Rohini Chandrashekar PT, MS,CCS
A 25 year old female was referred for cardiac rehabilitation (CR) following an acute myocardial infarction. Her ejection fraction (LVEF) was at 20% on 2D echocardiography. She had a history of Type 1 diabetes. 3 weeks prior to the referral she had experienced severe chest pain intermittently for a week.
She finally visited her doctor and was admitted to the ICU. An emergent cardiac catheterization was performed and she was put on an Impella device to enhance her cardiac function. Upon discharge from the hospital, she was placed on a Life Vest and told that her physical and functional capacities would need to be very limited. It was suggested that she may have to live her life in a wheelchair. Her mother investigated and then requested that she be referred to cardiac rehab.
Prior to the event she was very active with biking and running. She was enrolled in a college program and was working part time at a day care. She could not continue with these due to the event. She had been very active socially. During the initial sessions she appeared withdrawn and the Health Related QOL
outcome measure scores were poor. She began to report feeling depressed and isolated and being ready to "give up”. She was not allowed to drive. She fatigued very easily after minimal exertion and was walking half to one mile at a pace that to her was "very slow”. Her parents were extremely supportive and encouraging. At the time of evaluation her medical prognosis and expectations of recovery were poor. She was considered for but was not approved for cardiac transplantation. She expected that she would receive an automated internal cardiac defibrillator (AICD) after a couple of months on the Life Vest.
This case study illustrates how the use of the AlterG allowed the patient to achieve her goal of jogging earlier than it would have been possible with the conventional methods of rehabilitation. Reducing the body weight during rehabilitation allowed for early progression to higher intensities while maintaining the parameters required for her hemodynamic stability and safety.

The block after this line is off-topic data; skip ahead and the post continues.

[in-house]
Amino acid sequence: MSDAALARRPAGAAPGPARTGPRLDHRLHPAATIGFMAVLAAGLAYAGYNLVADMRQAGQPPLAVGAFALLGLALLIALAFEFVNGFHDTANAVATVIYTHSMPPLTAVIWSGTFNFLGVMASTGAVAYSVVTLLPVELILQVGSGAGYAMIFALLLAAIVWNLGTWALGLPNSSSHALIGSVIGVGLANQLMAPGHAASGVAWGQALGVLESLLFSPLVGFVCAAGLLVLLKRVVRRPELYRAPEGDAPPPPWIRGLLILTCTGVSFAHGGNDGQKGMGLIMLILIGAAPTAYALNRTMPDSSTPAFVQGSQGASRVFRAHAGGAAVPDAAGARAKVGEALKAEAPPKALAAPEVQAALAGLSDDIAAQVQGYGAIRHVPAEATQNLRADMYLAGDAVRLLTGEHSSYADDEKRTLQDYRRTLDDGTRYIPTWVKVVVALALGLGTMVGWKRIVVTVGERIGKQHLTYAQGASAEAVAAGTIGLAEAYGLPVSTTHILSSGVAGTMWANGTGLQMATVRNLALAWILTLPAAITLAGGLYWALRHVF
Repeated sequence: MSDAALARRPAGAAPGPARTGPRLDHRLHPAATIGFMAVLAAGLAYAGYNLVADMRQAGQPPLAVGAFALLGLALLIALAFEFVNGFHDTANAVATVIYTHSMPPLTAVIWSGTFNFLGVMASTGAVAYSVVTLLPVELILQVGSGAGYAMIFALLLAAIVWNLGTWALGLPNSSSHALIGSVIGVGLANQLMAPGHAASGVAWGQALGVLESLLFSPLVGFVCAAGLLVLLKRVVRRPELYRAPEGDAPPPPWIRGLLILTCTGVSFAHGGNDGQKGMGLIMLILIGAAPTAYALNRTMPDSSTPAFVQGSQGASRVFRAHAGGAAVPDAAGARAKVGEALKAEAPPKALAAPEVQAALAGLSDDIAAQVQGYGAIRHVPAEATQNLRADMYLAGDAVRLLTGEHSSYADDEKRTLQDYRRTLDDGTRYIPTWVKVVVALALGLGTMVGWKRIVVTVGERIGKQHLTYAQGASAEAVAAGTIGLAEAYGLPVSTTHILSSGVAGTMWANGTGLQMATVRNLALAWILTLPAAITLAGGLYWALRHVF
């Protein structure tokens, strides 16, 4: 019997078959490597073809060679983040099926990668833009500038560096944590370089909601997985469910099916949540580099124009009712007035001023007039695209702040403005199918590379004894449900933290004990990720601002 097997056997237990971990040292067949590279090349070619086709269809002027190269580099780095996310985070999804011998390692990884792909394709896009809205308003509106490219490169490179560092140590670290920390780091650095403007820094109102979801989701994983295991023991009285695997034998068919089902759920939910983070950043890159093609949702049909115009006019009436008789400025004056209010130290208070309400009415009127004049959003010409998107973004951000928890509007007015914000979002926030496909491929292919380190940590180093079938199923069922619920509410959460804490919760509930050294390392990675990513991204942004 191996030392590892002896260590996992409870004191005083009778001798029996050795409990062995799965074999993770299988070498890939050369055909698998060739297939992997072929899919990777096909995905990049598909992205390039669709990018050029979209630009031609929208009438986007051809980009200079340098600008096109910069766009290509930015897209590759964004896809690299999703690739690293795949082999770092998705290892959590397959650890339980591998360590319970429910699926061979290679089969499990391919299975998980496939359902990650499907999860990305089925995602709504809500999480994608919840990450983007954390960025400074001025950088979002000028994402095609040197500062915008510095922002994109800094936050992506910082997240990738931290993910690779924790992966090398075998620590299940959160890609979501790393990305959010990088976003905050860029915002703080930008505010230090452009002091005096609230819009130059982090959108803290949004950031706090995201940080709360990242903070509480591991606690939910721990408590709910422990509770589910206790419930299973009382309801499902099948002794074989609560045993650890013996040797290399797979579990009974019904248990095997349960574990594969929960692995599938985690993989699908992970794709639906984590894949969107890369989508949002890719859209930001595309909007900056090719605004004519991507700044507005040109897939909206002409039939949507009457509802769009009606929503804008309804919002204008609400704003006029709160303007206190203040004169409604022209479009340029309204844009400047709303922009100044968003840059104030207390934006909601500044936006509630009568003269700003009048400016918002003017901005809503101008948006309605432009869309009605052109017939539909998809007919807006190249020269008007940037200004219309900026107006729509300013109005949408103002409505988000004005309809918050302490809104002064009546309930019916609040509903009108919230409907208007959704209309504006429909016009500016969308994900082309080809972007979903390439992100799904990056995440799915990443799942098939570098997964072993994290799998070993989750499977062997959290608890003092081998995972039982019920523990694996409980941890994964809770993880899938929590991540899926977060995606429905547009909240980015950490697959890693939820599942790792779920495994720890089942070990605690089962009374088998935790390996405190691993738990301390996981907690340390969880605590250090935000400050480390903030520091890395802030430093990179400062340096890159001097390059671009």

- Improved 6 minute walk distance
- Decreased submaximal HR and BP responses
- Increased maximum WL on aerobic and resistive equipment
- Improved score on Duke Activity index
- Improved score on the Dartmouth QOL survey
- Independent with Home Exercise Program
- Return to school, driving and part time work
PATIENT GOALS FOR THE LONG TERM:
- Regular gym workout for > one hour
- Live life without "fear"
History / Progression
The patient was evaluated for the CR program on 10/1/14. 6 minute walk test was 1040 feet with a peak HR of 98 and a MET level approximated at 2.5. However, her exercise sessions began on 10/23/14 as she was unwell with fatigue and fever for 2 weeks. She reported being "scared”. She wore a Life Vest during her exercise routine. Frequent rest periods were required. She was monitored continuously on telemetry.
Her HR, BP, SpO2% were monitored pre exercise, after each exercise and after recovery. She tolerated a total of 18 minutes of exercise with multiple rest periods. Her blood sugars were monitored pre and post exercise. Although her progression was limited by episodes of hypoglycemia and fatigue, by 12/1/14 she was tolerating exercise for 45 minutes with 2 brief rests with minimal complaints of fatigue. Resistive exercises were added to the routine on her 6th session.
On 12/1/14 a repeat echocardiogram showed an EF of 25 to 29% with a recommendation to remain on the Life Vest till she had an automated internal cardiac defibrillator (AICD) inserted. She continued with rehab and on 12/30/14 she was instructed to remove her Life Vest as her EF was 40-45%. Her 6 minute walk was 1170 feet with a peak HR of 93 and an approximated MET level of 2.7 METS. She had completed 26 sessions out of the 36 prescribed sessions in Phase II cardiac rehabilitation. Due to insurance changes she could not continue in this phase and was transitioned to Phase III. This phase of CR included close monitoring of vitals, supervised exercise progression and education, but did not use telemetry. Although she had made gains in functional activities, exercise endurance and quality of life outcomes, these were still at a low level for her personal goals. She wished to begin training toward jogging and a gym workout.
Given the moderate increase in her EF and her determination but at the same time keeping her cardiac history and diabetic status in mind, the AlterG treadmill was added to her training routine. The reduction in body weight with the use of the AlterG, it was thought, would decrease the physiologic demand on the cardiovascular system allowing a safe progression toward her goals.
Her workload on the AlterG was decided after a walk/jog test on the regular treadmill while she was on telemetry. Her peak HR was 134 with complaint of dyspnea. The same test was repeated on the AlterG with the body weight (BW) decreased to 50% and her peak HR was 120 bpm. This was about 30 beats greater than her resting heart rate and was chosen as the optimal target rate for training. She did not complain of
dyspnea but did complain of soreness in the quadriceps muscle in both legs. She received 26 sessions of training on the AlterG in conjunction with an exercise routine on the upper body ergometer (UBE) and resistive equipment.
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